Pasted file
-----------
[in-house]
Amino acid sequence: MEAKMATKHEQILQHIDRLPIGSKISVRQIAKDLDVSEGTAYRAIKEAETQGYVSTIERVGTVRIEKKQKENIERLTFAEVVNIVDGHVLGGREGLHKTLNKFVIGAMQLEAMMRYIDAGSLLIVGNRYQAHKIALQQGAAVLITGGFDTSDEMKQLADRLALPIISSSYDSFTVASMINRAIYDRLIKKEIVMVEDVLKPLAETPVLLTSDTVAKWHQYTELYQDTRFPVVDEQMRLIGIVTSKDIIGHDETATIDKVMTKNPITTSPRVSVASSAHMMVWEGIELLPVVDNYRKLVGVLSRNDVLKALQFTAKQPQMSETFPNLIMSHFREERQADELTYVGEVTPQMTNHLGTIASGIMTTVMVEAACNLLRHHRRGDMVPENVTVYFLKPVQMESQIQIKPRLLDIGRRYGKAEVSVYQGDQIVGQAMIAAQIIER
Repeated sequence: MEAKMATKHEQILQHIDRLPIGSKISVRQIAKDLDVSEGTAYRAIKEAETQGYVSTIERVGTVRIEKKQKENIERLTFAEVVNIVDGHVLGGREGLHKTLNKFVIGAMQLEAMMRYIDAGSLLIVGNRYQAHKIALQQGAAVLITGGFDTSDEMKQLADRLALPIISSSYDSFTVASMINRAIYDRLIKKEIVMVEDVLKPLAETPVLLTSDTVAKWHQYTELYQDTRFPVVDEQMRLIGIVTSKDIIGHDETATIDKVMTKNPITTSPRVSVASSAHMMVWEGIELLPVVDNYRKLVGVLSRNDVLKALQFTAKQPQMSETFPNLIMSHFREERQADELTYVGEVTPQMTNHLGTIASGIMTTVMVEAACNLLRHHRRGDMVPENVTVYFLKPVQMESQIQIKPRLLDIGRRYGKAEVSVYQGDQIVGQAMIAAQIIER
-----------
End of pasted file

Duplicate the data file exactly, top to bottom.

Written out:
[in-house]
Amino acid sequence: MEAKMATKHEQILQHIDRLPIGSKISVRQIAKDLDVSEGTAYRAIKEAETQGYVSTIERVGTVRIEKKQKENIERLTFAEVVNIVDGHVLGGREGLHKTLNKFVIGAMQLEAMMRYIDAGSLLIVGNRYQAHKIALQQGAAVLITGGFDTSDEMKQLADRLALPIISSSYDSFTVASMINRAIYDRLIKKEIVMVEDVLKPLAETPVLLTSDTVAKWHQYTELYQDTRFPVVDEQMRLIGIVTSKDIIGHDETATIDKVMTKNPITTSPRVSVASSAHMMVWEGIELLPVVDNYRKLVGVLSRNDVLKALQFTAKQPQMSETFPNLIMSHFREERQADELTYVGEVTPQMTNHLGTIASGIMTTVMVEAACNLLRHHRRGDMVPENVTVYFLKPVQMESQIQIKPRLLDIGRRYGKAEVSVYQGDQIVGQAMIAAQIIER
Repeated sequence: MEAKMATKHEQILQHIDRLPIGSKISVRQIAKDLDVSEGTAYRAIKEAETQGYVSTIERVGTVRIEKKQKENIERLTFAEVVNIVDGHVLGGREGLHKTLNKFVIGAMQLEAMMRYIDAGSLLIVGNRYQAHKIALQQGAAVLITGGFDTSDEMKQLADRLALPIISSSYDSFTVASMINRAIYDRLIKKEIVMVEDVLKPLAETPVLLTSDTVAKWHQYTELYQDTRFPVVDEQMRLIGIVTSKDIIGHDETATIDKVMTKNPITTSPRVSVASSAHMMVWEGIELLPVVDNYRKLVGVLSRNDVLKALQFTAKQPQMSETFPNLIMSHFREERQADELTYVGEVTPQMTNHLGTIASGIMTTVMVEAACNLLRHHRRGDMVPENVTVYFLKPVQMESQIQIKPRLLDIGRRYGKAEVSVYQGDQIVGQAMIAAQIIER